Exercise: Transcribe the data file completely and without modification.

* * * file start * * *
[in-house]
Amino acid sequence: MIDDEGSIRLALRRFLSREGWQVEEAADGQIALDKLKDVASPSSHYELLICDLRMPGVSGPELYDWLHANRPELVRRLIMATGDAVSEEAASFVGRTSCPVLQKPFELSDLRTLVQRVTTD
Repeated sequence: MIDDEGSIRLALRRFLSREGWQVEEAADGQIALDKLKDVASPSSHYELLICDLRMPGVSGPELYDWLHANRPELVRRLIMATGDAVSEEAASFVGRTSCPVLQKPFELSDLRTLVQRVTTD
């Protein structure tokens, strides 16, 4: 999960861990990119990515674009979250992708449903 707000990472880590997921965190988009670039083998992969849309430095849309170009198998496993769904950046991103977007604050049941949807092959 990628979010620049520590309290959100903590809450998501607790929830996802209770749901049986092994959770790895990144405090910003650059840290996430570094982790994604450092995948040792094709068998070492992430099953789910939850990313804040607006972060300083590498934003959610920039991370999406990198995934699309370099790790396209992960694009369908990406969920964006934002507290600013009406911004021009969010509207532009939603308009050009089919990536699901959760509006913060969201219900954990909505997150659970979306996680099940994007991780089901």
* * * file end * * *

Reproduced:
[in-house]
Amino acid sequence: MIDDEGSIRLALRRFLSREGWQVEEAADGQIALDKLKDVASPSSHYELLICDLRMPGVSGPELYDWLHANRPELVRRLIMATGDAVSEEAASFVGRTSCPVLQKPFELSDLRTLVQRVTTD
Repeated sequence: MIDDEGSIRLALRRFLSREGWQVEEAADGQIALDKLKDVASPSSHYELLICDLRMPGVSGPELYDWLHANRPELVRRLIMATGDAVSEEAASFVGRTSCPVLQKPFELSDLRTLVQRVTTD
């Protein structure tokens, strides 16, 4: 999960861990990119990515674009979250992708449903 707000990472880590997921965190988009670039083998992969849309430095849309170009198998496993769904950046991103977007604050049941949807092959 990628979010620049520590309290959100903590809450998501607790929830996802209770749901049986092994959770790895990144405090910003650059840290996430570094982790994604450092995948040792094709068998070492992430099953789910939850990313804040607006972060300083590498934003959610920039991370999406990198995934699309370099790790396209992960694009369908990406969920964006934002507290600013009406911004021009969010509207532009939603308009050009089919990536699901959760509006913060969201219900954990909505997150659970979306996680099940994007991780089901």